PICTUREDROME, Eastgate Street, Chester. Frontage remains.
Date Opened: Monday 8th November 1909 Date closed: Saturday 29th March 1924
The entrance to the Corn Exchange cinema can be seen in the above photograph, the final arch to the right. The advertising bill board can be seen in the doorway.
Look carefully at the above photograph. You will see centre of the picture an area in black & white, which highlights the Picturedrome sign. Rachel Cross advises that the photograph is dated 1923.
A redundant doorman who had worked there, refusing to accept that it was now closed, would stand in front of the new Woolworths store shouting “seats in all parts”.
Rachel Cross ( the Secretary of Chester Film Society)… writes ~ The Picturedrome was upstairs in the old Corn Exchange Building, entered up the stairs from the street under an awning with “Picturedrome” in lights. The building facade was altered later on and when it was occupied by Woolworths, but restored to much like its original appearance when Next took it over.
The Picturedrome in Eastgate Street was opposite the Grosvenor hotel. It opened on 8th November 1909 as the Corn Exchange cinema, having been the Corn Exchange. It was Chester’s first permanent cinema. The upper part was leased to a Mr and Mrs Will Hunter for film shows.
At the time of opening there was no separate projection room. The cinematograph act was introduced in 1910 and all places that screened nitrate film had to have a projection room.
It was named the Picturedrome in April 1910, and was advertised as a popular picture playhouse. The first films screened as the Picturedrome were from Imperial Animated Pictures and were described as The Ideal Entertainment. Prices in 1909 were 2d, 3d, 4d and 6d. It cost 2d extra to reserve a seat. In May 1910 the cinema screened the funeral procession of King Edward V11. In 1911 the Coronation of King George V was shown.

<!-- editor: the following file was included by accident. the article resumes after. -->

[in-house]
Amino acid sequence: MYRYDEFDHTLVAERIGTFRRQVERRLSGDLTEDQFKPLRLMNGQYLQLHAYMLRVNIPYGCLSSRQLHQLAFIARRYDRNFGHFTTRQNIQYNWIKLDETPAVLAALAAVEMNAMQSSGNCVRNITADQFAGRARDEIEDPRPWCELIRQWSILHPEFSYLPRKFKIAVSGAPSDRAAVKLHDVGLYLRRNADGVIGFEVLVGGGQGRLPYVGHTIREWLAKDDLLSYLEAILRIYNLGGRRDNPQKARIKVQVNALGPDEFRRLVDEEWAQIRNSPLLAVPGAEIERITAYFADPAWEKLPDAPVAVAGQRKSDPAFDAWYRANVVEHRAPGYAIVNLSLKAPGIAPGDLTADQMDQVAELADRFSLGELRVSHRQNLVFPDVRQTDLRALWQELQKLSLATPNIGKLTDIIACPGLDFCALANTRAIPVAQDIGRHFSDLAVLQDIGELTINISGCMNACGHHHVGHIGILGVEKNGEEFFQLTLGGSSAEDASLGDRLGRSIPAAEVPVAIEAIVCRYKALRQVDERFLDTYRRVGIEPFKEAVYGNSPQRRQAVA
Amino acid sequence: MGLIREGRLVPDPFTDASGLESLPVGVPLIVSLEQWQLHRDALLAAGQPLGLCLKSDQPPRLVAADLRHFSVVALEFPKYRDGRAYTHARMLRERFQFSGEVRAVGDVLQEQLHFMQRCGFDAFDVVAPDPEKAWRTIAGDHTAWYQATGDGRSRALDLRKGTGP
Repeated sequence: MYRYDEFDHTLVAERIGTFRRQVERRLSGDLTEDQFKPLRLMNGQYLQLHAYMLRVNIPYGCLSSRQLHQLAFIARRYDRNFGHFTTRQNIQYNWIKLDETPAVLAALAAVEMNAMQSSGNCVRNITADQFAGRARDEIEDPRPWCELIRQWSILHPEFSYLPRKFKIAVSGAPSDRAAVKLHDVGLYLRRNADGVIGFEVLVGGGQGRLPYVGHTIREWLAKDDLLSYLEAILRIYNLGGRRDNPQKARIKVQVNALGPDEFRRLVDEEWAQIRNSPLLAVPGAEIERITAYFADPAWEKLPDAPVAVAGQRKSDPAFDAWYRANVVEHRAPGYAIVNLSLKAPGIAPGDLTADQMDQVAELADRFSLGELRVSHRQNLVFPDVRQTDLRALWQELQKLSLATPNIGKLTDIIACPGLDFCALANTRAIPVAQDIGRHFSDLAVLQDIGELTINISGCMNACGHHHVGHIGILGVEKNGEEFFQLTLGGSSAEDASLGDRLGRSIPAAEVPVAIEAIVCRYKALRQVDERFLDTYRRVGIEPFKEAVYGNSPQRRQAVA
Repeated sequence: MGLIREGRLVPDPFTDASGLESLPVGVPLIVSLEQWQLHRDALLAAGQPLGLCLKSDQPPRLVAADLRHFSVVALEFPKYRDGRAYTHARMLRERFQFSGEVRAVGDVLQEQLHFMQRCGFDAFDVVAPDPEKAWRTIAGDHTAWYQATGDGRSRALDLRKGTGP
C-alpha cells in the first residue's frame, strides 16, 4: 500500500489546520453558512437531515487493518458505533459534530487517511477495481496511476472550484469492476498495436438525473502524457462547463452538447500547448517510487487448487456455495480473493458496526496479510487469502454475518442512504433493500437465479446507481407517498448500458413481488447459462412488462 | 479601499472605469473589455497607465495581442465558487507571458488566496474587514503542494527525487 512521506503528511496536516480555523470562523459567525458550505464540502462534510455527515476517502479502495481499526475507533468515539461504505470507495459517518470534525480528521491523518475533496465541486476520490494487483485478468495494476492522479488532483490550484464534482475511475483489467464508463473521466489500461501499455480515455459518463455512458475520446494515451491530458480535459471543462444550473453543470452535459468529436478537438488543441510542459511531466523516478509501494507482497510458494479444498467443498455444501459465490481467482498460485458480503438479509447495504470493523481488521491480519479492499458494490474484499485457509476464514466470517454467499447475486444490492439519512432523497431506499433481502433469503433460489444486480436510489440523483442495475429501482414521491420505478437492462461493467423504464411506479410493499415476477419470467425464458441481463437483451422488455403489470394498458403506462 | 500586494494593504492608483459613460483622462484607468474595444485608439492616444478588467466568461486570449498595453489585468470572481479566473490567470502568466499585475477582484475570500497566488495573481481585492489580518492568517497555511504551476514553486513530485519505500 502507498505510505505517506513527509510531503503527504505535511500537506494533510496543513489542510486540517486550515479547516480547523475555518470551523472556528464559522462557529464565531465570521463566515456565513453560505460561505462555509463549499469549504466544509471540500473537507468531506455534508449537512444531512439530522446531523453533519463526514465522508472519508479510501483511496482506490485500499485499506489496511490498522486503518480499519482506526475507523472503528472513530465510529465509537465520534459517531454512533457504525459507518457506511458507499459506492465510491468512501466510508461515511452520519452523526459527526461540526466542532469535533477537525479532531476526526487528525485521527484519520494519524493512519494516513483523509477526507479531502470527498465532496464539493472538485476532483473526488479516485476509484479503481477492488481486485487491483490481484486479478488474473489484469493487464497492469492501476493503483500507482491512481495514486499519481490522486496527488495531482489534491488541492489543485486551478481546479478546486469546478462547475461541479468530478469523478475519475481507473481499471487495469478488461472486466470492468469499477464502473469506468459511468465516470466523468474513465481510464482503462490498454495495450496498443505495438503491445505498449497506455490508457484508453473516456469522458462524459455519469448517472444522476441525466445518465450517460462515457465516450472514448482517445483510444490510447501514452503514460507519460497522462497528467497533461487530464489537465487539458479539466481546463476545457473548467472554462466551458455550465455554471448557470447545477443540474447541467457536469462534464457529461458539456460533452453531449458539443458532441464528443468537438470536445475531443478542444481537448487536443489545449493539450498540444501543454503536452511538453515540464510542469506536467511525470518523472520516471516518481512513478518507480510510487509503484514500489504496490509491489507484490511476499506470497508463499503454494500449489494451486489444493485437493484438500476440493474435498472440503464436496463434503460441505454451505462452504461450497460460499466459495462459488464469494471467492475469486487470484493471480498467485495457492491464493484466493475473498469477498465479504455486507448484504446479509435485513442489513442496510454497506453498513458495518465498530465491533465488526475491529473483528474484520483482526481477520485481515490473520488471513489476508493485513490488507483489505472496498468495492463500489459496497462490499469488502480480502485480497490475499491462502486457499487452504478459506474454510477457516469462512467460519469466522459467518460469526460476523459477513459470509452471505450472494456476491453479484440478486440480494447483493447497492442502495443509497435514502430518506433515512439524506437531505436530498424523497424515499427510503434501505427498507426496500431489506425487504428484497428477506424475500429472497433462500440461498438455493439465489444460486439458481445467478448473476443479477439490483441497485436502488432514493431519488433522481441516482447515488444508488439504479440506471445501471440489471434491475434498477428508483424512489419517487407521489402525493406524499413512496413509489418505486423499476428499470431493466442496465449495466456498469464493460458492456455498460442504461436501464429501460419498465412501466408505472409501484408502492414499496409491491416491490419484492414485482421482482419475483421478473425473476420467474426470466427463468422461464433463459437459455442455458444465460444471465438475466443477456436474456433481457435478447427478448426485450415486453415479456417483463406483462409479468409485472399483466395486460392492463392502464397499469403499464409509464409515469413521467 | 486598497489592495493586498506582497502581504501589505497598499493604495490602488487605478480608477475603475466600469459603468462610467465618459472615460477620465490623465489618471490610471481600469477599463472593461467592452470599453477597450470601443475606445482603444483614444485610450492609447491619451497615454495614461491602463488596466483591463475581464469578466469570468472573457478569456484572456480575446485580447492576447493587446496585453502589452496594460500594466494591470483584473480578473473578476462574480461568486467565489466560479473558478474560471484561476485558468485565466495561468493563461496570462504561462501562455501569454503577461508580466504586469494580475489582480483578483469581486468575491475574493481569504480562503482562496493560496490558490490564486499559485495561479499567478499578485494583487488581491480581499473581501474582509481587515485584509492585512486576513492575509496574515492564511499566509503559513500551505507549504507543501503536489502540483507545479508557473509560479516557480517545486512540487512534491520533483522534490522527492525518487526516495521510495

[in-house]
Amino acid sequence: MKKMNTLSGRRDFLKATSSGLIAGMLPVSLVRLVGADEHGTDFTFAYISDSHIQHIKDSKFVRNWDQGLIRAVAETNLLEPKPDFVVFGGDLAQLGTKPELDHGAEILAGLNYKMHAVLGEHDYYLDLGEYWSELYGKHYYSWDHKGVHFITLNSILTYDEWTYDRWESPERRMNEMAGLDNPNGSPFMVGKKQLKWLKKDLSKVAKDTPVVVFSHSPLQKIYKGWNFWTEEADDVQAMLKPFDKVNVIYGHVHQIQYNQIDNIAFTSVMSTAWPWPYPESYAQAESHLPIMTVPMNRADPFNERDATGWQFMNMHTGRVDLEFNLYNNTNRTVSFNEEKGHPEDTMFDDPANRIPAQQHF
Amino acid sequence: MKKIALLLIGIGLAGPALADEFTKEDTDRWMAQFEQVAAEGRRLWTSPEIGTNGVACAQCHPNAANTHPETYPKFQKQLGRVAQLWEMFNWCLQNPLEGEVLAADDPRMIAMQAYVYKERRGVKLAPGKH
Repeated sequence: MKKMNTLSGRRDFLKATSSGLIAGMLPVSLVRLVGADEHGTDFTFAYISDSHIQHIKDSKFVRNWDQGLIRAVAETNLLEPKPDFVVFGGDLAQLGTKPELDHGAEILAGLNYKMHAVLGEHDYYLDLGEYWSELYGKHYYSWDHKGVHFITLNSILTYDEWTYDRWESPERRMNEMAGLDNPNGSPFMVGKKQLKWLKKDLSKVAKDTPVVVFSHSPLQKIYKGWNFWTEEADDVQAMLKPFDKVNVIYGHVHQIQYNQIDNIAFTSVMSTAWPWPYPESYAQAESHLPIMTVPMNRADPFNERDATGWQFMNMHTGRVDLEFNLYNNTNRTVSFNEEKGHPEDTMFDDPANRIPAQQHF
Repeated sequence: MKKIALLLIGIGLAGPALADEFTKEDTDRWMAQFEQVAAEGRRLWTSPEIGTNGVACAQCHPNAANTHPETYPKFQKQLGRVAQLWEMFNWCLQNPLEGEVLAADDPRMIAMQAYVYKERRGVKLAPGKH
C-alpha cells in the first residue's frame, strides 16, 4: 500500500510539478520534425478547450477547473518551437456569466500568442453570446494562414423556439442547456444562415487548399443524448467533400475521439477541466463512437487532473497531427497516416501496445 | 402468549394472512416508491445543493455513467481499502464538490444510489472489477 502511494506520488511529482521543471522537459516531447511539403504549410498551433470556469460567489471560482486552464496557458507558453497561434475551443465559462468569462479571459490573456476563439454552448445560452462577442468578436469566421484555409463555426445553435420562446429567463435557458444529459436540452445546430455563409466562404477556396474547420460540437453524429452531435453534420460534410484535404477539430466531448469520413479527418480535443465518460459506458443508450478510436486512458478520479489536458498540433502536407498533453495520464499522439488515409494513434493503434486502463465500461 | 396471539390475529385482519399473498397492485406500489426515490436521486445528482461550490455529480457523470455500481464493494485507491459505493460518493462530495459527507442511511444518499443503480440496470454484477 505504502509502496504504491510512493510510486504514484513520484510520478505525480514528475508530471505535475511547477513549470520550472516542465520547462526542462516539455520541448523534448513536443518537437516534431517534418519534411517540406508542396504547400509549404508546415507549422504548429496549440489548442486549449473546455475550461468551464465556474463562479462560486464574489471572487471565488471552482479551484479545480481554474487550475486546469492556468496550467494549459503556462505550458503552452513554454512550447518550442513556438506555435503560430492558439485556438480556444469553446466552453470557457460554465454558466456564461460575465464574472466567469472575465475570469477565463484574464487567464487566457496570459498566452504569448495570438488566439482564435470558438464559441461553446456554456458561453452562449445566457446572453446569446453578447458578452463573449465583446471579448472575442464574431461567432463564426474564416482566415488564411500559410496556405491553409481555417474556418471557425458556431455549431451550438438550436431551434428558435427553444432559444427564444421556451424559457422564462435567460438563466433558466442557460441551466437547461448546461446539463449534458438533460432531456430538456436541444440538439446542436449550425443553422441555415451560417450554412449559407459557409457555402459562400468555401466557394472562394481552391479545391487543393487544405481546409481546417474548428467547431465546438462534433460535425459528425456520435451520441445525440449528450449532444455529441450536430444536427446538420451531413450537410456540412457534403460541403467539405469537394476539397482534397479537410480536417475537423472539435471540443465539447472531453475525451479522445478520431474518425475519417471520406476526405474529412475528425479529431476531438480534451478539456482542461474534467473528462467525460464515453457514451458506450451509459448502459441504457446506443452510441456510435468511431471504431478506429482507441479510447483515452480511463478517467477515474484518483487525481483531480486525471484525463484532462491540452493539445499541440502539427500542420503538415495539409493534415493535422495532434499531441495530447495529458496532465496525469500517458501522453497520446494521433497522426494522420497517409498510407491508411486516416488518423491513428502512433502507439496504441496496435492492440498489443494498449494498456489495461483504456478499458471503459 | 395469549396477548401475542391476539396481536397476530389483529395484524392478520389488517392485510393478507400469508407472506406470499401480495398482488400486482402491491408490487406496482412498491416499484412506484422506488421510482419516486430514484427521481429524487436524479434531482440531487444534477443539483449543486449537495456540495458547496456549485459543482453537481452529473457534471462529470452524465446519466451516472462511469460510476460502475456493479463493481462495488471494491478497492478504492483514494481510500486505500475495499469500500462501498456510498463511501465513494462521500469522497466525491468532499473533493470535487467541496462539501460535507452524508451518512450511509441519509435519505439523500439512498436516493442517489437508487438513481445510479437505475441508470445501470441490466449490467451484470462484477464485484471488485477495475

The Hunter’s put on many charitable performances and Mr Hunter claimed that the Picturedrome was the first picture house in England to give a benefit night for the Prince of Wales relief fund. There were military nights when the band of the Cheshire Regiment used to provide the music and a large number of officers and men used to attend. The Picturedrome showed many exclusive pictures. One popular film was Ernest Shackleton’s expedition to the Pole. The film that attracted the largest number of people was the Battle of the Somme, shown in 1916. Large queues of people were waiting every morning at nine o’clock to book seats and the postbag took hours to go through. Performances were twice nightly at 7 and 9pm.
The Picturedrome closed on 29thMarch 1924 because the lease had expired. Films in the last week were Monday – Wednesday ‘Divorce Coupons’, Thursday – Saturday ‘Temptation’. The building was taken over by F W Woolworth around 1928.
David A Ellis ©chestercinemas
If you have any further information on the PICTUREDROME, or know of anyone who was employed there, please contact us.